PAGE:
I don't know, though. The older I get the more compassion and awe I have for people like Salman Khan who refuse to be boxed into any one thing. He's an amalgam of labels - religious ones, professional, political, ethical, moral... some of the labels fit neatly together but most don't. Unlike the majority of folks, he refuses to give a greater allegiance to any one label, and while that choice might not work for you and I, we're lucky enough to be able to tap our feet to it.

Jise dheko wo husn ki barish mein geela hai...

(Whomever they see, they're drenched in a rain of beauty...)


Do you have any suggestions for World Music Wednesday? Post the videos on Native Born's community page on Facebook to have it featured here on the blog.


Shooting in Wisconsin: Public Grief and the Art of Discourse

Two weeks ago, a gunman entered a movie theater and killed twelve people. In the days following the shootings in Aurora, there were discussions. We spoke of inadequate gun laws. Or we argued that this had nothing to do with guns. Mostly, though, we felt guilty because we shouldn't really be talking about it like this at all.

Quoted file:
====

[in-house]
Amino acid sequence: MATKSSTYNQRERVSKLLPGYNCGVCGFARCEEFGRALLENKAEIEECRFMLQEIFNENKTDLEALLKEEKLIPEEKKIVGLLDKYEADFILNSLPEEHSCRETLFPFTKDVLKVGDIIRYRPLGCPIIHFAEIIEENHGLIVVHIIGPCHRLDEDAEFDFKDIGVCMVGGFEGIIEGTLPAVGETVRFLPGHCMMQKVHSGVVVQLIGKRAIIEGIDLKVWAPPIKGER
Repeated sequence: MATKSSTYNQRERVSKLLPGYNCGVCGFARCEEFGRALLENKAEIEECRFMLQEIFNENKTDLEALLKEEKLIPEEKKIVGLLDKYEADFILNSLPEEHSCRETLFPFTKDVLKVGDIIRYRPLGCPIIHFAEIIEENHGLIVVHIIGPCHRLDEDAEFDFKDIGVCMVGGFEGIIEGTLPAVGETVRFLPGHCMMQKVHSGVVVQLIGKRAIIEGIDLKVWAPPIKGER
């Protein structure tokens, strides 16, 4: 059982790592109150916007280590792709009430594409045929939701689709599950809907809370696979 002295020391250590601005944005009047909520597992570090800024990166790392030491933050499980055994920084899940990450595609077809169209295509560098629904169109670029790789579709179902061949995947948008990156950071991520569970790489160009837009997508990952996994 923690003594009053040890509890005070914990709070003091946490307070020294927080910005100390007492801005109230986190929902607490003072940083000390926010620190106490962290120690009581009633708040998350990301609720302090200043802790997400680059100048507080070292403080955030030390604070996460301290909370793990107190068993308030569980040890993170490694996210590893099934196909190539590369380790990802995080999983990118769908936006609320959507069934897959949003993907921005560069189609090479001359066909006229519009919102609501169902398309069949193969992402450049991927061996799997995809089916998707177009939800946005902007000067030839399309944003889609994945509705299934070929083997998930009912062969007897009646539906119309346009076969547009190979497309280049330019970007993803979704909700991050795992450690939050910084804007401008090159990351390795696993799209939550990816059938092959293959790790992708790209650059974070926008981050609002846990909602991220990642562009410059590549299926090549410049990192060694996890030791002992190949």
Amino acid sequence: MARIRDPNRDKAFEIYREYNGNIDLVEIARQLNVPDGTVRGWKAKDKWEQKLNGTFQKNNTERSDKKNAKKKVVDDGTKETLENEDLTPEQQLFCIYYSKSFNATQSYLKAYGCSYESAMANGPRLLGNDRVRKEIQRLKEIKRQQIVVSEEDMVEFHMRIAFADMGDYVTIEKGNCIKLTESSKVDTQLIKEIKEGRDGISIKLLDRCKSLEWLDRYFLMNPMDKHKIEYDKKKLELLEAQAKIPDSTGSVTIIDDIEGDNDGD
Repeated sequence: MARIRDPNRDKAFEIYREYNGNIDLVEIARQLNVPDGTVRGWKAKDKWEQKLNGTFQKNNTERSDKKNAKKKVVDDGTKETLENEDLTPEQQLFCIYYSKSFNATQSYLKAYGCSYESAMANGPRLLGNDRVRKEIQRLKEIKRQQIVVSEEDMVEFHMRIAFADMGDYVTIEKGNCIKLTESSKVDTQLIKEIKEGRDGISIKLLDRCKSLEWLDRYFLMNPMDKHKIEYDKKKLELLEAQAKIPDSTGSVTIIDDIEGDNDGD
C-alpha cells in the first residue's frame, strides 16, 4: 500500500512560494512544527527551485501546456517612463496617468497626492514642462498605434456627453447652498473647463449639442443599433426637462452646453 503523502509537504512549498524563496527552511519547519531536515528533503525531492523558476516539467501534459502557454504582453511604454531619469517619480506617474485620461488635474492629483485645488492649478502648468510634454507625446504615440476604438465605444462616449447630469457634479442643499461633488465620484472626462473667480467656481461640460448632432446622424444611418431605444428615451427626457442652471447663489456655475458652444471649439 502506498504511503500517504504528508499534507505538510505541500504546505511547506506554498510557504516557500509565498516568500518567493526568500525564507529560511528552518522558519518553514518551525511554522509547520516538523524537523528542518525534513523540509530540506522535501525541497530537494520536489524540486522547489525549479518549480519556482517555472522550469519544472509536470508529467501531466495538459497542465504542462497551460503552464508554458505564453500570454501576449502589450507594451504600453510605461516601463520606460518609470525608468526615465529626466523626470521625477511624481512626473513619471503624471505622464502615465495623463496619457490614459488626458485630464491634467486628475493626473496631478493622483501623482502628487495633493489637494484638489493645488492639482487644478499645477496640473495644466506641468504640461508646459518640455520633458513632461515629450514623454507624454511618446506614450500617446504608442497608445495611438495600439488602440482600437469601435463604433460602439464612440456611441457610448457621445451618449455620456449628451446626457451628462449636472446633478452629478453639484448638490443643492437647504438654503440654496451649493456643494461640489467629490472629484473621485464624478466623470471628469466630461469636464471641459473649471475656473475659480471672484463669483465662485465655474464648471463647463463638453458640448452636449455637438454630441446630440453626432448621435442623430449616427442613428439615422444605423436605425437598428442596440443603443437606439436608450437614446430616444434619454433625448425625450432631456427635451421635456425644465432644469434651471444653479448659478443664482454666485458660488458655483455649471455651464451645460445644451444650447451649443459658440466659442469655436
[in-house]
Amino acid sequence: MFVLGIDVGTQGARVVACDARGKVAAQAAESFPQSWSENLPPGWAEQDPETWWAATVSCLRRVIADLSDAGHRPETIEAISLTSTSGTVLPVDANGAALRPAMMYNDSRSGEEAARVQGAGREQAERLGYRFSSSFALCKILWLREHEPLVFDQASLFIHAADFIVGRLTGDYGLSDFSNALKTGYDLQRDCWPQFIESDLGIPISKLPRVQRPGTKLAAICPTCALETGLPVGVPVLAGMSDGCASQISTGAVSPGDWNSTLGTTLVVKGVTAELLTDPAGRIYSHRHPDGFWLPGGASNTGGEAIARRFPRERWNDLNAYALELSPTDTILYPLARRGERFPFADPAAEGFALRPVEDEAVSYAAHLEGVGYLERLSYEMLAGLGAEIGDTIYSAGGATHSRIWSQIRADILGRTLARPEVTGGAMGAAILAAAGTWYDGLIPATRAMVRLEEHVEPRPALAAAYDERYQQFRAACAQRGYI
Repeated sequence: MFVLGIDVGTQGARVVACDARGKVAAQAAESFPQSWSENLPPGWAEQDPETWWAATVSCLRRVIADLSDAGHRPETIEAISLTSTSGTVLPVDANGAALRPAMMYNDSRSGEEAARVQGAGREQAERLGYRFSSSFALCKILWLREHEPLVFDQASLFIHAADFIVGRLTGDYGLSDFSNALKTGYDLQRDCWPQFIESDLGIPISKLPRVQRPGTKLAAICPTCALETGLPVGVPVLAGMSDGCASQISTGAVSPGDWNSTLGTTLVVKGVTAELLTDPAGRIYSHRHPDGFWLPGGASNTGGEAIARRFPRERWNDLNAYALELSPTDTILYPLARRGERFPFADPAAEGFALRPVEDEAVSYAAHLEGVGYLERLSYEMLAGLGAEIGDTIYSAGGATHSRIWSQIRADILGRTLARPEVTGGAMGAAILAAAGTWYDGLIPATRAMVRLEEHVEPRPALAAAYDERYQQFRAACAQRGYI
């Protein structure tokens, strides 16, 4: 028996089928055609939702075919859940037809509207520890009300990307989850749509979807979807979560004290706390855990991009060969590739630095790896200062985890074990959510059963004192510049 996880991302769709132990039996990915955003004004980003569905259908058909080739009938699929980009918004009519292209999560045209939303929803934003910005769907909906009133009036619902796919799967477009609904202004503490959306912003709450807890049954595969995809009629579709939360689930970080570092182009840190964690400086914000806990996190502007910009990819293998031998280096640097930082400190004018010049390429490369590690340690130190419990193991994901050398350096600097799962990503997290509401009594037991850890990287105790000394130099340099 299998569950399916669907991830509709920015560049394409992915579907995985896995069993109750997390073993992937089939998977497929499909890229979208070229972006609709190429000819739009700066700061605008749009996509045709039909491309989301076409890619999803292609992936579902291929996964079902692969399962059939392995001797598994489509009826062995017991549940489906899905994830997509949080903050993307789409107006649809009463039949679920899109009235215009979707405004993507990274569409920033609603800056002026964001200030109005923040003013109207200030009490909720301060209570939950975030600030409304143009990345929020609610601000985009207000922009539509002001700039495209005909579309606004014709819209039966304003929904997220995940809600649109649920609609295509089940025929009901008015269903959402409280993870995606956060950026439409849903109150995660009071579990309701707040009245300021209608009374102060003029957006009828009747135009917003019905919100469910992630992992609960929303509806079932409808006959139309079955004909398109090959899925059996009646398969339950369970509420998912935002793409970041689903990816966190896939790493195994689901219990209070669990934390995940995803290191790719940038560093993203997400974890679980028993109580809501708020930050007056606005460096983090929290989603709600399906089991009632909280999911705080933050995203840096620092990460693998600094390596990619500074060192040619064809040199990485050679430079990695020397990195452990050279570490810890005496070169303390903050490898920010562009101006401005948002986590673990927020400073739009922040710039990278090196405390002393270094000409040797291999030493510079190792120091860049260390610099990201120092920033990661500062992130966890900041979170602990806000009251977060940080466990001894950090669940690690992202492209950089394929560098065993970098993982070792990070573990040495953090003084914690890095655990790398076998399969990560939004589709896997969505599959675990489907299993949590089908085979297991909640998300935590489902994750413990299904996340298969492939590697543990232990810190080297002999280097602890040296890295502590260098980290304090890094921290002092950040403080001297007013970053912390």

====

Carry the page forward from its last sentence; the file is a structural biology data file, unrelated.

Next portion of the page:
Grief: Personal Versus Public

When I was seven years old, my paternal uncle died. He was in his early forties and it was a surprise. There is the loss that one feels because any death reminds us that our number is coming up soon, but there's also the loss we feel because space of that dead person is unoccupied and will forever be so. In the case of my uncle, he was kind and funny and we were and still are at a loss for his presence in our lives. I remember watching the adults in my life grieve that moment, each one processing differently. Some wept and fell inside themselves. Some were angry and sought out people to blame. Some recognized that my uncle's poor diet and lifestyle choices were factors in his demise and shaped up accordingly. There was a lot of tension within the family because people were sad and didn't know how to say, "I'm sad, this thing that happened scares me, I don't want it to happen again, but I know that it ultimately will." Being angry makes you feel powerful and it offers a better alternative to feeling alone and afraid. It doesn't actually save you from feeling alone and scared, though.